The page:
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Does it ever make sense to have a clustered and non clustered index for the same column

I inherited a database and a web service that goes with it.

Looking at the indexes for duplicates I see an two indexes that point at the same column (1 column and sorted the same way). One is clustered and one is not, that is the only difference I see.

  1. Does it ever make sense to keep both of these?
  2. If I delete one which one should I delete
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Before addressing the two questions, let me briefly define the difference between clustered & non-clustered indexes.

The clustered index is organized by the key columns. It also includes every other column as part of the row structure (ie, it has the entire row).

The nonclustered index is also organized by the key columns. It implicitly includes the clustering key columns (if the table is clustered), or a pointer to the row (if the table's a heap). If any INCLUDE columns are explicitly specified, they will also be included in the index structure.

Does it ever make sense to keep both of these?

There is a corner case where it makes sense to have a non-clustered index "duplicating" the clustered index. If you have a query that frequently scans the table, and ONLY makes use of the clustering key column, the query optimizer will prefer to use the non-clustered index. The non-clustered index does not contain the full row data, and thus it will take up less physical space. Because it takes up less physical space, SQL Server can scan the table with fewer IOs, and will make use of it for performance reasons.

You can query sys.dm_db_index_usage_stats, you can see the number of user_seeks and user_scans on the two indexes. This will help you see how the two indexes are being used, and determine the usefulness of the two indexes.

If I delete one which one should I delete?

As a general rule, most tables should have a clustered index. (That's a whole other topic). Not knowing any details about your index usage or data access, I'd guess that if you were to drop one, you would drop the nonclustered index (but, that really is a guess based on what I know).

Depending on the clustering key, the data, the data access patterns, etc., the most correct answer might be to drop the clustered index and create a different clustered index. You may want to read more on Effective Clustered Indexes.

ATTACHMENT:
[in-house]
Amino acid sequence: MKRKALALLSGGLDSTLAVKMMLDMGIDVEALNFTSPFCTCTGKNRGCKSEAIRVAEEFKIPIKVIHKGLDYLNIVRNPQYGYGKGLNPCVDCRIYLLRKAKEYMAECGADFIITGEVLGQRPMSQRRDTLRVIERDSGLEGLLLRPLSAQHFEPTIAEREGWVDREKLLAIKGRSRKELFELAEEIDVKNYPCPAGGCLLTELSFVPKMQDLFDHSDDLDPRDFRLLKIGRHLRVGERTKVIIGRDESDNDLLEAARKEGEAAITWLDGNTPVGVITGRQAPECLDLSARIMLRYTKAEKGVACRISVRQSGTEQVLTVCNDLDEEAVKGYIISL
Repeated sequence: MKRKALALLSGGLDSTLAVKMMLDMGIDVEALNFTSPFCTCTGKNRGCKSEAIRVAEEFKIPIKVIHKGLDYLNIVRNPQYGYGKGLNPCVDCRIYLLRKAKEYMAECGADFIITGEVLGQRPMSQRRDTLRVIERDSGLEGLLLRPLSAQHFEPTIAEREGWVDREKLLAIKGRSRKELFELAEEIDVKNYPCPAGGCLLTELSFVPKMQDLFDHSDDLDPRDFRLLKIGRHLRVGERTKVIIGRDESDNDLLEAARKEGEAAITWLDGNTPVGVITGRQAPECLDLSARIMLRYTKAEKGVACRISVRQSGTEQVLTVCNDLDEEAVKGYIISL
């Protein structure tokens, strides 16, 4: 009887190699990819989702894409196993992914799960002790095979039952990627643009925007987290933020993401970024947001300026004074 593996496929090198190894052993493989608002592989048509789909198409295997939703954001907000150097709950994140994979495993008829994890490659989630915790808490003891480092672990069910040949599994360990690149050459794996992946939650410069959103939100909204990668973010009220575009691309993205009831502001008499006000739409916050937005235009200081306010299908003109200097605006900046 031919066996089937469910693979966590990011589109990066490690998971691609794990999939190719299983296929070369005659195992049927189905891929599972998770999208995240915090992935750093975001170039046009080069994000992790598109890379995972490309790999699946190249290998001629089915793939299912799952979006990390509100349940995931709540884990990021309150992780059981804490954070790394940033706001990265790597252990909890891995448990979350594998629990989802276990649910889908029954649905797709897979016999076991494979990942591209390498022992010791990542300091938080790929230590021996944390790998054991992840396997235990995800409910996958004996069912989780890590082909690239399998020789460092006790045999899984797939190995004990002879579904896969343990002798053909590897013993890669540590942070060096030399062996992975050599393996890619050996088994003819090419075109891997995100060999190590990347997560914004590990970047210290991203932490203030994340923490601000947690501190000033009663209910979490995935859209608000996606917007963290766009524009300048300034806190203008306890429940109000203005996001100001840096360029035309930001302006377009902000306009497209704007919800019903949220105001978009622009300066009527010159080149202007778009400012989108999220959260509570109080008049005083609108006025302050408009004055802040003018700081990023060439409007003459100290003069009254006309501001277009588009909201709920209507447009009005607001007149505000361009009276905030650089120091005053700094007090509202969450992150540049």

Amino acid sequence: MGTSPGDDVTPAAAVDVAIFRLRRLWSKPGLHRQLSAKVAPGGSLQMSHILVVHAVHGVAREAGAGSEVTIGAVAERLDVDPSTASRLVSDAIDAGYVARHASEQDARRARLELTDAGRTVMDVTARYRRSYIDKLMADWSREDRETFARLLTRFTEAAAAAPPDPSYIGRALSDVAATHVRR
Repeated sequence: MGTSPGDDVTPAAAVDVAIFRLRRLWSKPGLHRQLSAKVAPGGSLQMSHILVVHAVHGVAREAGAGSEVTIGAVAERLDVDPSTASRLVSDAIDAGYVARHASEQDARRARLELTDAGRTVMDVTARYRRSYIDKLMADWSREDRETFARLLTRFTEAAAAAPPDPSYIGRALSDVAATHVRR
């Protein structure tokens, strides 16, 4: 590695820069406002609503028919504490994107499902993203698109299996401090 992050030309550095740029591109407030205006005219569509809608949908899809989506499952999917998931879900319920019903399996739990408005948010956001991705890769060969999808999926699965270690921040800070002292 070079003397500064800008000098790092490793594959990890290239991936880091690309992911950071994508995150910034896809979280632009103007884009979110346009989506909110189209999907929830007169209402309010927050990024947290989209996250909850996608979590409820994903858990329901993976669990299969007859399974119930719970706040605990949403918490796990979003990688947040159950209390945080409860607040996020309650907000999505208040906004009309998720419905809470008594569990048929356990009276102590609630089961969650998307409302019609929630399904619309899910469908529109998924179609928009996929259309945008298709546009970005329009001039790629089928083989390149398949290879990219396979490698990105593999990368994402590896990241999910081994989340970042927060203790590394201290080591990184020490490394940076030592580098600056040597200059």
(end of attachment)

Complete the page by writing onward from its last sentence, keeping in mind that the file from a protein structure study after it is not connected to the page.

• I did look at the usage and they are both being used. The non clustered appears to have more usage but both have usage. So maybe it is ok. – Maestro1024 Aug 17 '16 at 1:53
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    Are they both being used HEAVILY? The usage DMV is cumulative, so I'd suggest looking at it 24 hours apart, and calculating the difference over 1 day. If the non-clustered index is being used frequently, you may want to try to track down what code is using that index, and test it without the nonclustered index. – AMtwo Aug 17 '16 at 1:58
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I am not sure there is a safe or good answer without knowing the index stats. You really should start by seeing how much of each is actually used, or not used, then determine what should be kept or not. This is something I use when determining what indexes are or are not being used.

CREATE TABLE #IndexStats
(
ObjectName VARCHAR(200),
    IndexName VARCHAR(200),
    UserSeeks BIGINT,
    UserScans BIGINT,
    UserLookups BIGINT,
    UserUpdates BIGINT
)

INSERT INTO
    #IndexStats
SELECT
    OBJECT_NAME(S.[OBJECT_ID]) AS [OBJECT NAME],
    I.[NAME] AS [INDEX NAME],
    USER_SEEKS,
    USER_SCANS,
    USER_LOOKUPS,
    USER_UPDATES
FROM
    SYS.DM_DB_INDEX_USAGE_STATS AS S
INNER JOIN
    SYS.INDEXES AS I ON I.[OBJECT_ID] = S.[OBJECT_ID] AND I.INDEX_ID = S.INDEX_ID
WHERE
    OBJECTPROPERTY(S.[OBJECT_ID],'IsUserTable') = 1
ORDER BY
    USER_LOOKUPS DESC

SELECT
    s.[name] AS 'Schema',
    t.[name] AS 'Table',
    i.[name] AS 'Index',
    p.avg_fragmentation_in_percent AS 'Fragmentation Percent',
    p.page_count AS 'Page Count',
    i.fill_factor AS 'Fill Factor',
    i.is_padded AS 'Padding',
    IDX.UserLookups,
    IDX.UserScans,
    IDX.UserSeeks,
    IDX.UserUpdates
FROM
    sys.dm_db_index_physical_stats (DB_ID(), NULL, NULL, NULL, NULL) AS p
INNER JOIN
    sys.tables t ON t.[object_id] = p.[object_id]
INNER JOIN
    sys.schemas s ON t.[schema_id] = s.[schema_id]
INNER JOIN
    sys.indexes AS i ON i.[object_id] = p.[object_id] AND p.index_id = i.index_id
JOIN
    #IndexStats IDX ON IDX.ObjectNAME = t.name
WHERE
    p.database_id = DB_ID()
    AND p.avg_fragmentation_in_percent >= 50
ORDER BY
    p.avg_fragmentation_in_percent DESC, IDX.UserLookups ASC

DROP TABLE #IndexStats

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